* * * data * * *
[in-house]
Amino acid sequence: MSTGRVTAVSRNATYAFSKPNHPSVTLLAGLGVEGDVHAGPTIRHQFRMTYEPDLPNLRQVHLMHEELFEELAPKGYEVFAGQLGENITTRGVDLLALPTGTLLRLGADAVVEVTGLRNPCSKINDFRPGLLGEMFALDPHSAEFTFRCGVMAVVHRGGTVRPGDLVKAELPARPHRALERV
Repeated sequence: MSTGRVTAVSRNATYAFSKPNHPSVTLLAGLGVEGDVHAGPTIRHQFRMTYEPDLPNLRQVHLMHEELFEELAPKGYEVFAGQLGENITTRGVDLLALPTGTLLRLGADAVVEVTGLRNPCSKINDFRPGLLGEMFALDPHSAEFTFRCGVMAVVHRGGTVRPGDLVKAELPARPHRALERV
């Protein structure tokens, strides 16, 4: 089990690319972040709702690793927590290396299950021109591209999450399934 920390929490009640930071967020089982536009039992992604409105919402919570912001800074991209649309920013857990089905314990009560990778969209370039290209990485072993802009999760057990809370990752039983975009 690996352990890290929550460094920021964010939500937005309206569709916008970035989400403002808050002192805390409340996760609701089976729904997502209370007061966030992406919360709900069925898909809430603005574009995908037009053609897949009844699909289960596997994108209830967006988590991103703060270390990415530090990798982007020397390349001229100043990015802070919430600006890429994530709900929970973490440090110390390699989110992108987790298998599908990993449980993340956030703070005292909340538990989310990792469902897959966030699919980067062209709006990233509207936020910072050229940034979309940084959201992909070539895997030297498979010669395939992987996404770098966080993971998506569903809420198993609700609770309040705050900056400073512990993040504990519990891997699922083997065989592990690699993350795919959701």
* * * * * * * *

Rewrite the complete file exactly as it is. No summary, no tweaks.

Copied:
[in-house]
Amino acid sequence: MSTGRVTAVSRNATYAFSKPNHPSVTLLAGLGVEGDVHAGPTIRHQFRMTYEPDLPNLRQVHLMHEELFEELAPKGYEVFAGQLGENITTRGVDLLALPTGTLLRLGADAVVEVTGLRNPCSKINDFRPGLLGEMFALDPHSAEFTFRCGVMAVVHRGGTVRPGDLVKAELPARPHRALERV
Repeated sequence: MSTGRVTAVSRNATYAFSKPNHPSVTLLAGLGVEGDVHAGPTIRHQFRMTYEPDLPNLRQVHLMHEELFEELAPKGYEVFAGQLGENITTRGVDLLALPTGTLLRLGADAVVEVTGLRNPCSKINDFRPGLLGEMFALDPHSAEFTFRCGVMAVVHRGGTVRPGDLVKAELPARPHRALERV
């Protein structure tokens, strides 16, 4: 089990690319972040709702690793927590290396299950021109591209999450399934 920390929490009640930071967020089982536009039992992604409105919402919570912001800074991209649309920013857990089905314990009560990778969209370039290209990485072993802009999760057990809370990752039983975009 690996352990890290929550460094920021964010939500937005309206569709916008970035989400403002808050002192805390409340996760609701089976729904997502209370007061966030992406919360709900069925898909809430603005574009995908037009053609897949009844699909289960596997994108209830967006988590991103703060270390990415530090990798982007020397390349001229100043990015802070919430600006890429994530709900929970973490440090110390390699989110992108987790298998599908990993449980993340956030703070005292909340538990989310990792469902897959966030699919980067062209709006990233509207936020910072050229940034979309940084959201992909070539895997030297498979010669395939992987996404770098966080993971998506569903809420198993609700609770309040705050900056400073512990993040504990519990891997699922083997065989592990690699993350795919959701």